The sale was announced last year when it was believed that the government would keep a significant stake in the bank, which was launched in 2013 and was the first of its kind in the world.
However, the government is now expected to sell the entire bank, retaining just a token share.
The sale is worth about £2m and Macquarie is believed to have topped a rival bid from a consortium including Lloyds Bank and Sustainable Development Capital.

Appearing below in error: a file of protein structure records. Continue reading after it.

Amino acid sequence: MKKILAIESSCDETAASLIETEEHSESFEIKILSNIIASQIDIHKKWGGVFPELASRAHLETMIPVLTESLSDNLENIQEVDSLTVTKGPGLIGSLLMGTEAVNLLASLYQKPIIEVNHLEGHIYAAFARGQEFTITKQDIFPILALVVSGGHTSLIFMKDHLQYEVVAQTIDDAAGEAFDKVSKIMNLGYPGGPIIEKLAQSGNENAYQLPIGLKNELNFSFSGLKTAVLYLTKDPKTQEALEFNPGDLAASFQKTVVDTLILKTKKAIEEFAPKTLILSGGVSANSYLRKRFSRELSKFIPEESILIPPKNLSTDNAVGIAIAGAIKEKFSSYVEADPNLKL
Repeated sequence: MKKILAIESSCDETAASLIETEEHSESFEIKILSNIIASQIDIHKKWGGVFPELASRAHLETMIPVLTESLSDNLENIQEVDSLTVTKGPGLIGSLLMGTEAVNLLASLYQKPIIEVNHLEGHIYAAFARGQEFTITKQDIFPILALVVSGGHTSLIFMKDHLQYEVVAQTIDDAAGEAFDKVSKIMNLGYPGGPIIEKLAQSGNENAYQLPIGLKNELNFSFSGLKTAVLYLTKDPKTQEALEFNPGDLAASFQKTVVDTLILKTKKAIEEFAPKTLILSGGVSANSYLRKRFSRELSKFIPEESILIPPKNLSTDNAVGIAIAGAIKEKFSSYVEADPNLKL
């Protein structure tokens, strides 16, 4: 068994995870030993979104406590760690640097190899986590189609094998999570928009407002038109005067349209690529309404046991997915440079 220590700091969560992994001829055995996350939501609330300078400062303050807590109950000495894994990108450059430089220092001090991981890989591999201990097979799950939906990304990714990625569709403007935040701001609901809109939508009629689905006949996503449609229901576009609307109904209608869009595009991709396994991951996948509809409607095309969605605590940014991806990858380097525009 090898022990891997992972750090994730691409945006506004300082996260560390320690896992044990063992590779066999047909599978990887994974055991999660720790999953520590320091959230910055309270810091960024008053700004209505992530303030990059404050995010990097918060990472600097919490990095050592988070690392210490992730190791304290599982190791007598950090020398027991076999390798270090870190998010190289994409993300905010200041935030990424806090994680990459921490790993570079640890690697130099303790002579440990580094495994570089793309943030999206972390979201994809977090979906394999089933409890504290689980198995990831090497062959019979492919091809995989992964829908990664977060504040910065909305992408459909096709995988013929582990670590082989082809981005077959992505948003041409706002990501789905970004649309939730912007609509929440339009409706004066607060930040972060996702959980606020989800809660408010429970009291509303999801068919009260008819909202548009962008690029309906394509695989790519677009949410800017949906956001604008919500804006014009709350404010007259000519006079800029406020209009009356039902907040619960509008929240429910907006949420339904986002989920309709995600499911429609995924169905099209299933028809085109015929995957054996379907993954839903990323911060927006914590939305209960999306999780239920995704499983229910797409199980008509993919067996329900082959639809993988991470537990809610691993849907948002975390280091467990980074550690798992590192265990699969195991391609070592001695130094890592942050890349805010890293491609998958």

British entrepreneur Sir Richard Branson is concerned about the government relinquishing control of the bank. At the weekend he said: “The UK Green Investment Bank is so important because it is a pioneering, government-backed national institution that has led the way in green and low carbon finance.
“It is a flag carrier and it is only just getting started. That’s why it’s vital that it remains government backed and green post-privatisation, preferably with government retaining a stake.”
Since its formation the bank has backed 82 low-carbon infrastructure projects, the most recent announced last week and involving £28m of debt finance for an energy-from-waste plant in Scotland.